"The plants were already big, 45 days old, about to flower, but a windstorm came and knocked them down," recalled Héctor, sadly.

"After that, there were a few plants left standing, and when the cobs were beginning to fill up with kernels another strong wind came and finished knocking down the entire crop."

A few weeks ago both Gustavo and Héctor replanted corn and beans, trying to recover some of their losses. Now their hopes are on the "postrera", as the second planting cycle is called in Central America, which starts in late August and ends with the harvest in November.

The windstorms mentioned by both farmers are apparently part of the extreme climate variability brought by climate change and El Niño.

El Niño 2.0

"It's part of the same process, the warming of the water surface generates those winds," said Pablo Sigüenza, an environmentalist with the National Network for the Defense of Food Sovereignty of Guatemala (REDSAG).

Guatemala is also experiencing what experts have noted in the rest of the region: because El Niño has arrived in the "strong phase", in which climate variability is even more pronounced, there are periods of longer droughts as well as more intense rains.

That puts the "postrera" harvest in danger, said the experts interviewed.

This means that whereas El Niño would bring drought in the first few months of the agricultural cycle, now it is hitting harder during the second period, in August, when the postrera planting is in full swing.

"For the farmers it was clear since April that it was raining less, compared to other years," Sigüenza told IPS from Guatemala City.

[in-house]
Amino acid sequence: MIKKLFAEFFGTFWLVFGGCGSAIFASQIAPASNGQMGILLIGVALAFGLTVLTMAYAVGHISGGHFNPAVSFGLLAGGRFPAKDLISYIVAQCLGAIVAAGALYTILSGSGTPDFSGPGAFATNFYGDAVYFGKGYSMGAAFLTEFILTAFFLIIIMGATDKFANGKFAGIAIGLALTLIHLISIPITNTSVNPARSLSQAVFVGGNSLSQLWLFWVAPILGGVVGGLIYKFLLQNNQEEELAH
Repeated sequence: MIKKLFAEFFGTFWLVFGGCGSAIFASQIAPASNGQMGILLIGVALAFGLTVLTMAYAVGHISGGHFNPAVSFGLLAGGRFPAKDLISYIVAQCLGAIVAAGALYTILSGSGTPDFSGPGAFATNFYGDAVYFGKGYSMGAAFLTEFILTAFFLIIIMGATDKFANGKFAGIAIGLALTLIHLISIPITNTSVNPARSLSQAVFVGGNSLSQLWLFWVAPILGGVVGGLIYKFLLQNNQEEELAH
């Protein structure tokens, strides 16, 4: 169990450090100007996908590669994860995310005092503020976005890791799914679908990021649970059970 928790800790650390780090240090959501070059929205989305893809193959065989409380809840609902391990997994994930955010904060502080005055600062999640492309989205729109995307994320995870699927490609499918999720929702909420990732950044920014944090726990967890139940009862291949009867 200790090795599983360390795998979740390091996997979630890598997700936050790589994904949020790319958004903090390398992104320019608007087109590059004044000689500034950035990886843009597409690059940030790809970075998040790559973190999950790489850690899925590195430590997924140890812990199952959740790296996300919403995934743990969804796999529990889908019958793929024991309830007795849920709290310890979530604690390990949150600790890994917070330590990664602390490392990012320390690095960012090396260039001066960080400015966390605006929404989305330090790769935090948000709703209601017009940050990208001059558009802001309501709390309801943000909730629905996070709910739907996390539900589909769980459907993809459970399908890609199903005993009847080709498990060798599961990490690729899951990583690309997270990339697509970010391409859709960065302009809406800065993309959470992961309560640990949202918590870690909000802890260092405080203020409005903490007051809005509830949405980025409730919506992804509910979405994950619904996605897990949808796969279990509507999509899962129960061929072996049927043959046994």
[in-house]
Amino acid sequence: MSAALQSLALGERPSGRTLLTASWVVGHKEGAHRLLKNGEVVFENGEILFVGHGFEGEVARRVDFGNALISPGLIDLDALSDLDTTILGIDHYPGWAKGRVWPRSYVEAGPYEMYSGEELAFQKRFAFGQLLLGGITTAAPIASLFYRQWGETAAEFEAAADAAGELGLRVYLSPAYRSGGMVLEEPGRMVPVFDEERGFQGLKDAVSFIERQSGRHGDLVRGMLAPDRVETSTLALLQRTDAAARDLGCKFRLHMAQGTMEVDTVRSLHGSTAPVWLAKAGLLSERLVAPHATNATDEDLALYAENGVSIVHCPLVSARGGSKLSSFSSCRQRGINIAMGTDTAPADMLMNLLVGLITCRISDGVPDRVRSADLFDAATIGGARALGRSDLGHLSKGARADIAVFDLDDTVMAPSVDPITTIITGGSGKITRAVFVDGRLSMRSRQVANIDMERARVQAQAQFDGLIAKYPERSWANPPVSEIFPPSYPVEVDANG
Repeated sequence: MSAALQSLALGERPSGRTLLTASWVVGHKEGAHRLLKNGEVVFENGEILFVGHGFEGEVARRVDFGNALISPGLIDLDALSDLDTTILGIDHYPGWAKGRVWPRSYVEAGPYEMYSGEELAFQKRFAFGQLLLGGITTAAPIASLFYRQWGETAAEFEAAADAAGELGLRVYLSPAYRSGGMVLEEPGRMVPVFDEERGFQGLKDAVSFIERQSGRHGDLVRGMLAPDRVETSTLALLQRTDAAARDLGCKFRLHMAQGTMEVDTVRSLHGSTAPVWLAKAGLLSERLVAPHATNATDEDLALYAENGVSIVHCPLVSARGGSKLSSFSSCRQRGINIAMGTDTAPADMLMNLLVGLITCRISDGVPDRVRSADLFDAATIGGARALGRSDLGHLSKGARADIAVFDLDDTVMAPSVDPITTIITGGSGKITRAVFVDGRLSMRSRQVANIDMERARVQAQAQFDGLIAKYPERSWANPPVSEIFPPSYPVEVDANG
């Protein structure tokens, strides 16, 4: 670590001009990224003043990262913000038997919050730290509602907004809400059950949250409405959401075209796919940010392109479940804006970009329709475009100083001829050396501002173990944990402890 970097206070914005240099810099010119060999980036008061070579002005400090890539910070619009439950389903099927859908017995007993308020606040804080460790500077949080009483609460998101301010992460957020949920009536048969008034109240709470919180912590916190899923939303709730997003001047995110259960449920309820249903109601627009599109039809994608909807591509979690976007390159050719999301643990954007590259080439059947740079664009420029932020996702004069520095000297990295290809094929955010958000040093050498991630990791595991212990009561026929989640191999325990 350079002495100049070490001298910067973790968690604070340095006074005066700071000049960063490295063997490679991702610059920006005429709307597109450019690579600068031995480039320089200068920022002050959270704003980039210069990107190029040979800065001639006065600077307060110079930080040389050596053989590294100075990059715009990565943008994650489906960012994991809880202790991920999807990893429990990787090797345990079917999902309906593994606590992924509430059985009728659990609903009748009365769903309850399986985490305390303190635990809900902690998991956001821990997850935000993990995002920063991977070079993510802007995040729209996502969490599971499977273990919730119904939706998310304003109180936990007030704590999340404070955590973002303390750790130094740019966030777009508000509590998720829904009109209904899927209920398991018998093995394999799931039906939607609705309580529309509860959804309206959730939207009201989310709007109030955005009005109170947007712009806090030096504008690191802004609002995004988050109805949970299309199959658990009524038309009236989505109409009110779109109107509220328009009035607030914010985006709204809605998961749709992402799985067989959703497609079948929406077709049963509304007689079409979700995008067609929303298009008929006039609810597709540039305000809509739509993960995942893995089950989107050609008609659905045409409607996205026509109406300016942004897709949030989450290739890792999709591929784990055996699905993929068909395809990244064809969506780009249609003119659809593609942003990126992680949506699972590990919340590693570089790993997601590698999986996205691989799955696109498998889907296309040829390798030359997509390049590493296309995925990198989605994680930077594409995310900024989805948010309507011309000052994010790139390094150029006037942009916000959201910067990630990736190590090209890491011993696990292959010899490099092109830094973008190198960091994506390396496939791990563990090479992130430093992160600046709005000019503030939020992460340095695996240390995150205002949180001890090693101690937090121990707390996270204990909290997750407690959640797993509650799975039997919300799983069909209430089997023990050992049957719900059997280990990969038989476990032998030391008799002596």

"Then, in August, we had the first warnings from the highlands and the southern coast that the plants were not growing well, that they were suffering from water stress," he said.

The most affected region, he said, is the Dry Corridor, which in Guatemala includes the departments of Jalapa, Chiquimula, Zacapa, El Progreso, part of Chimaltenango and Alta Verapaz, in the central part of the country.

The Dry Corridor is a 1,600 kilometer-long strip of land that runs north-south through portions of Mexico, Guatemala, Honduras, El Salvador, Nicaragua and Costa Rica.

It is an area highly vulnerable to extreme weather events, where long periods of drought are followed by heavy rains that have a major effect on the livelihoods and food security of local populations, as described by the United Nations Food and Agriculture Organization (FAO).

Sigüenza said that food security due to lack of basic grains is expected to affect some 4.6 million people in Guatemala, a country of 17.4 million.

Even the U.S. National Oceanic and Atmospheric Administration (NOAA) "predicted that August, September and October would be the months with the greatest presence of El Niño," said Luis Treminio, president of the Salvadoran Chamber of Small and Medium Agricultural Producers.

Treminio said that 75 percent of bean production is currently planted, and because it is less resistant to drought and rain than corn and sorghum, there is a greater possibility of losses.

"So the risk now is to the postrera, because if this scenario is fulfilled, we will have a very low postrera production," he said.

Treminio's estimate is that El Salvador will have a basic grains deficit of 6.8 million quintals, which the country will have to cover, as always, with imports.